Red Earthenware Bowls with Charioteer and Heracles

Bowl with Triumphant Charioteer 
North Africa (?), 4th century 
Red earthenware, diameter 19 cm


A late pottery workshop in North Africa produced a large number of burnished earthenware vessels to which various motifs in low relief were applied and subsequently fused with the body of the vessel on firing. These motifs represented scenes from ancient mythology, especially the exploits of Heracles, the pagan cults of Isis and of Mithras, as well as the Bible. Lacking distinctions of pottery-type or technique or style, apparently the same workshop served a clientele of diverse religious persuasions, but the vessels themselves were probably used as sepulchral offerings, since many have been discovered in the excavation of cemeteries. This shallow bowl conforms to form "A" as defined by Salomonson and others. It is primarily decorated by the near-frontal figure of a triumphant charioteer, standing in his quadriga and brandishing the attributes of victory, a crown in his right hand, a palm branch in his left. The reiterative form of a palm tree appears beneath the quadriga, thus reconfirming the motif of victory. This imagery has its counterpart in Roman contorniates of about 400, while a similar application of victorious imagery to funerary contexts is evident in the use of comparable gold-glass pieces in late Roman cemeteries.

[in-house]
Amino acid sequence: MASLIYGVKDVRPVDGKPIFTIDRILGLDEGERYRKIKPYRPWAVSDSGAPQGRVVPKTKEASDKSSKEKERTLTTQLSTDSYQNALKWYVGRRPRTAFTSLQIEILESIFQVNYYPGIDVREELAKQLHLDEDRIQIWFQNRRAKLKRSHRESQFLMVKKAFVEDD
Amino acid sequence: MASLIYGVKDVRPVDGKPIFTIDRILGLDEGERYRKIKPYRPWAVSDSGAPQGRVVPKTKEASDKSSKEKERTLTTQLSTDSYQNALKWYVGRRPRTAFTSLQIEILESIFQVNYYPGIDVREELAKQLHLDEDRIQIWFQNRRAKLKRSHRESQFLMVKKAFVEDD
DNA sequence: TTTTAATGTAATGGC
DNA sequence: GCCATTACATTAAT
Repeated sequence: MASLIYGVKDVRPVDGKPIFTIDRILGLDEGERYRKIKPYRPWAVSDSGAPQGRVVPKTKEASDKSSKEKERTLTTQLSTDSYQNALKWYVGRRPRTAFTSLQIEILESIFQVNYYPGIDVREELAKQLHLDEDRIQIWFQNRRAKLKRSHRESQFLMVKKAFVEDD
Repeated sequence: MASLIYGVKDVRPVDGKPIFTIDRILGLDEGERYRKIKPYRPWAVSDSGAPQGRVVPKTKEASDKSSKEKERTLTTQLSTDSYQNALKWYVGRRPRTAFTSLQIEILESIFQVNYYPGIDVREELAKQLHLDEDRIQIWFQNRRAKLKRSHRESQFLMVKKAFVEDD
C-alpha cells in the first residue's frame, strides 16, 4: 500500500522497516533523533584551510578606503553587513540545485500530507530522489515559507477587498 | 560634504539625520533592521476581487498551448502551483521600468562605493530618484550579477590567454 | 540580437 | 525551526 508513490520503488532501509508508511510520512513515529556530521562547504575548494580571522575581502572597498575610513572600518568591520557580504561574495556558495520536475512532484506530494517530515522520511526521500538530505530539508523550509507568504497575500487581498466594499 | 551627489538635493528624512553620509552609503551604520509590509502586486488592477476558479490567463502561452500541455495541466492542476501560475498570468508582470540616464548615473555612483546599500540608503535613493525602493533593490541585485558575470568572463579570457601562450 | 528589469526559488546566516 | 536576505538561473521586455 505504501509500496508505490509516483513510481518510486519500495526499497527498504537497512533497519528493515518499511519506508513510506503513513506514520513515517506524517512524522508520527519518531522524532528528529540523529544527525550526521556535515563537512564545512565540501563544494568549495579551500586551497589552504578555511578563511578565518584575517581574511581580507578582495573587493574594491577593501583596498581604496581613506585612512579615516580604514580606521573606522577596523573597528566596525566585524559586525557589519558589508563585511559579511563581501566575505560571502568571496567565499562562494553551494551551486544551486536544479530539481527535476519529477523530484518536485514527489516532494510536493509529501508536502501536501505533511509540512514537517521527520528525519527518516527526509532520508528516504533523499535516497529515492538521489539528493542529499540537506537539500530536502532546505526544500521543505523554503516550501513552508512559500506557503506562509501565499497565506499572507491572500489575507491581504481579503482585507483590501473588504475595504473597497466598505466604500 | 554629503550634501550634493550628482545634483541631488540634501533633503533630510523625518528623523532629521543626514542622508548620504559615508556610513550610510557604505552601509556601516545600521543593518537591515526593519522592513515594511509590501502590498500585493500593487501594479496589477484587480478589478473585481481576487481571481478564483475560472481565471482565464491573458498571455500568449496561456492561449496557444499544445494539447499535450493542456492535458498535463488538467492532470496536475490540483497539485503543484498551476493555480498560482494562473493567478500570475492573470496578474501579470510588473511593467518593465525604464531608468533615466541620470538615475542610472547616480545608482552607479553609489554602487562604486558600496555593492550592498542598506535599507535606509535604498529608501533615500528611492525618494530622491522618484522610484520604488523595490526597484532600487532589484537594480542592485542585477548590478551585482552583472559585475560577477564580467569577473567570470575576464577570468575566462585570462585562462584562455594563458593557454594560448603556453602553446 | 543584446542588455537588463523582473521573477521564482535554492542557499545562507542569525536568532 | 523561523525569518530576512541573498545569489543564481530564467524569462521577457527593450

Bowl with Heracles and the Nemean Lion 
North Africa (?), 4th century 
Red earthenware, Diameter 17 cm


The shallow bowl represents the contest between Heracles and the Nemean lion in a composition ultimately derived from Lysippus in the fourth century BC. The potter has emphasized the helplessness of the lion, caught in the grasp of the powerful nude Heracles, who has left his club and quiver on the ground below, his cape on the tree beside. The scene itself has a very long history in Greco-Roman art  and forms an essential part of the labors of Heracles individually represented on a number of other similar redware bowls of the period, and on silver plates as well.

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The Byzantine Legacy
Created by David Hendrix Copyright 2016